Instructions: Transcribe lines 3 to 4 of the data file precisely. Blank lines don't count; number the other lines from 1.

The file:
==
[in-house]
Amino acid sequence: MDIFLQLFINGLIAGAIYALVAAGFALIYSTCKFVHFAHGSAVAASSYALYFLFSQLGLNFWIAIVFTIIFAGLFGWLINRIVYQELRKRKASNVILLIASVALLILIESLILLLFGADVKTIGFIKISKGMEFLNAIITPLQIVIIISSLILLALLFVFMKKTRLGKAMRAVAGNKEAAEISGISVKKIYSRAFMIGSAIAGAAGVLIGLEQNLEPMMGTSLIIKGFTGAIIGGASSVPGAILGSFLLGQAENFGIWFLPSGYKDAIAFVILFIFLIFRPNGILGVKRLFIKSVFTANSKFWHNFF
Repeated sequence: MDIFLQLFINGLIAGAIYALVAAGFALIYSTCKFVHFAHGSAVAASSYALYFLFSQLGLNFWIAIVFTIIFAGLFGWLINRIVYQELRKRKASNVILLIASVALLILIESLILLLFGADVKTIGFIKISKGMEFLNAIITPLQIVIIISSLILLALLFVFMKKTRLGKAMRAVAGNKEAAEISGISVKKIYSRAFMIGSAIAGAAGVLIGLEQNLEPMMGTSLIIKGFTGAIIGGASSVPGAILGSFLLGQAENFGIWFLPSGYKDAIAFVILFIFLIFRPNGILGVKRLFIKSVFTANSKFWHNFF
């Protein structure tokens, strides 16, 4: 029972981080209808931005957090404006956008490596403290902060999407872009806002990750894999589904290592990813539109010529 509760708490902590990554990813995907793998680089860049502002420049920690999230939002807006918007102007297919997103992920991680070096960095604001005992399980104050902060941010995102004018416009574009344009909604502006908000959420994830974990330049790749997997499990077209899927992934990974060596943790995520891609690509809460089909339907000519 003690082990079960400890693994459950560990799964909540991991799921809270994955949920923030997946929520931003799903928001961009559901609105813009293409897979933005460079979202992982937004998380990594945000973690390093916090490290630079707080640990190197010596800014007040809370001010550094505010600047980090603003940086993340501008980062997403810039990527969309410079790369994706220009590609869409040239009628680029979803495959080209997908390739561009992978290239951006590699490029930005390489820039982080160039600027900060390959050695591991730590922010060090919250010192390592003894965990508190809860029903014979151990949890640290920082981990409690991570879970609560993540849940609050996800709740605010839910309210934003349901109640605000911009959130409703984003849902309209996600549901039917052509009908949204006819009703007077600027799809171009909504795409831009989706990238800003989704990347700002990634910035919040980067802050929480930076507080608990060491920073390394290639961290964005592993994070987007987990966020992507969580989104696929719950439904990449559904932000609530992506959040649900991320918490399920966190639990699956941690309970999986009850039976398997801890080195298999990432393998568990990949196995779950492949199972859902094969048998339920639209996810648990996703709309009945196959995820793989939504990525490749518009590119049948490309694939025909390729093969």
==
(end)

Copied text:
Repeated sequence: MDIFLQLFINGLIAGAIYALVAAGFALIYSTCKFVHFAHGSAVAASSYALYFLFSQLGLNFWIAIVFTIIFAGLFGWLINRIVYQELRKRKASNVILLIASVALLILIESLILLLFGADVKTIGFIKISKGMEFLNAIITPLQIVIIISSLILLALLFVFMKKTRLGKAMRAVAGNKEAAEISGISVKKIYSRAFMIGSAIAGAAGVLIGLEQNLEPMMGTSLIIKGFTGAIIGGASSVPGAILGSFLLGQAENFGIWFLPSGYKDAIAFVILFIFLIFRPNGILGVKRLFIKSVFTANSKFWHNFF
């Protein structure tokens, strides 16, 4: 029972981080209808931005957090404006956008490596403290902060999407872009806002990750894999589904290592990813539109010529 509760708490902590990554990813995907793998680089860049502002420049920690999230939002807006918007102007297919997103992920991680070096960095604001005992399980104050902060941010995102004018416009574009344009909604502006908000959420994830974990330049790749997997499990077209899927992934990974060596943790995520891609690509809460089909339907000519 003690082990079960400890693994459950560990799964909540991991799921809270994955949920923030997946929520931003799903928001961009559901609105813009293409897979933005460079979202992982937004998380990594945000973690390093916090490290630079707080640990190197010596800014007040809370001010550094505010600047980090603003940086993340501008980062997403810039990527969309410079790369994706220009590609869409040239009628680029979803495959080209997908390739561009992978290239951006590699490029930005390489820039982080160039600027900060390959050695591991730590922010060090919250010192390592003894965990508190809860029903014979151990949890640290920082981990409690991570879970609560993540849940609050996800709740605010839910309210934003349901109640605000911009959130409703984003849902309209996600549901039917052509009908949204006819009703007077600027799809171009909504795409831009989706990238800003989704990347700002990634910035919040980067802050929480930076507080608990060491920073390394290639961290964005592993994070987007987990966020992507969580989104696929719950439904990449559904932000609530992506959040649900991320918490399920966190639990699956941690309970999986009850039976398997801890080195298999990432393998568990990949196995779950492949199972859902094969048998339920639209996810648990996703709309009945196959995820793989939504990525490749518009590119049948490309694939025909390729093969």